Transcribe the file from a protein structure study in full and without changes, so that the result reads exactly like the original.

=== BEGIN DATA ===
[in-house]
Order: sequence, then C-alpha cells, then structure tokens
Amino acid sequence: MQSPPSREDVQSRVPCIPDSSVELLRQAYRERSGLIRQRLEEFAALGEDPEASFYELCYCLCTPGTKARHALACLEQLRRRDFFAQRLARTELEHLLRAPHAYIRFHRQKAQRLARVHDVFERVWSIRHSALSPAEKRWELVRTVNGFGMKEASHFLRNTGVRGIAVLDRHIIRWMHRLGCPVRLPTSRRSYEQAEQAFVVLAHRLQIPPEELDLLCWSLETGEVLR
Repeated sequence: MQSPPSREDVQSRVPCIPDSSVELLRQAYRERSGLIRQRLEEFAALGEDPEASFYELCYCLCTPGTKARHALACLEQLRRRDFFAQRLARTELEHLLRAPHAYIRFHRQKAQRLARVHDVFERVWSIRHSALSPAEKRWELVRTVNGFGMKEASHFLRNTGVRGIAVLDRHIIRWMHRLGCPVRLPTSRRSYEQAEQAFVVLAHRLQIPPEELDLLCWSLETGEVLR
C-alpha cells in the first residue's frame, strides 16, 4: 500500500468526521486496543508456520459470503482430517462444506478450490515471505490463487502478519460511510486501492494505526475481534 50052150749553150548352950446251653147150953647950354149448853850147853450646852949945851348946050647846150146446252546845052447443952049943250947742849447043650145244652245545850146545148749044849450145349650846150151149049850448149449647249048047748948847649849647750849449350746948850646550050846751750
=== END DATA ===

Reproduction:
[in-house]
Order: sequence, then C-alpha cells, then structure tokens
Amino acid sequence: MQSPPSREDVQSRVPCIPDSSVELLRQAYRERSGLIRQRLEEFAALGEDPEASFYELCYCLCTPGTKARHALACLEQLRRRDFFAQRLARTELEHLLRAPHAYIRFHRQKAQRLARVHDVFERVWSIRHSALSPAEKRWELVRTVNGFGMKEASHFLRNTGVRGIAVLDRHIIRWMHRLGCPVRLPTSRRSYEQAEQAFVVLAHRLQIPPEELDLLCWSLETGEVLR
Repeated sequence: MQSPPSREDVQSRVPCIPDSSVELLRQAYRERSGLIRQRLEEFAALGEDPEASFYELCYCLCTPGTKARHALACLEQLRRRDFFAQRLARTELEHLLRAPHAYIRFHRQKAQRLARVHDVFERVWSIRHSALSPAEKRWELVRTVNGFGMKEASHFLRNTGVRGIAVLDRHIIRWMHRLGCPVRLPTSRRSYEQAEQAFVVLAHRLQIPPEELDLLCWSLETGEVLR
C-alpha cells in the first residue's frame, strides 16, 4: 500500500468526521486496543508456520459470503482430517462444506478450490515471505490463487502478519460511510486501492494505526475481534 50052150749553150548352950446251653147150953647950354149448853850147853450646852949945851348946050647846150146446252546845052447443952049943250947742849447043650145244652245545850146545148749044849450145349650846150151149049850448149449647249048047748948847649849647750849449350746948850646550050846751750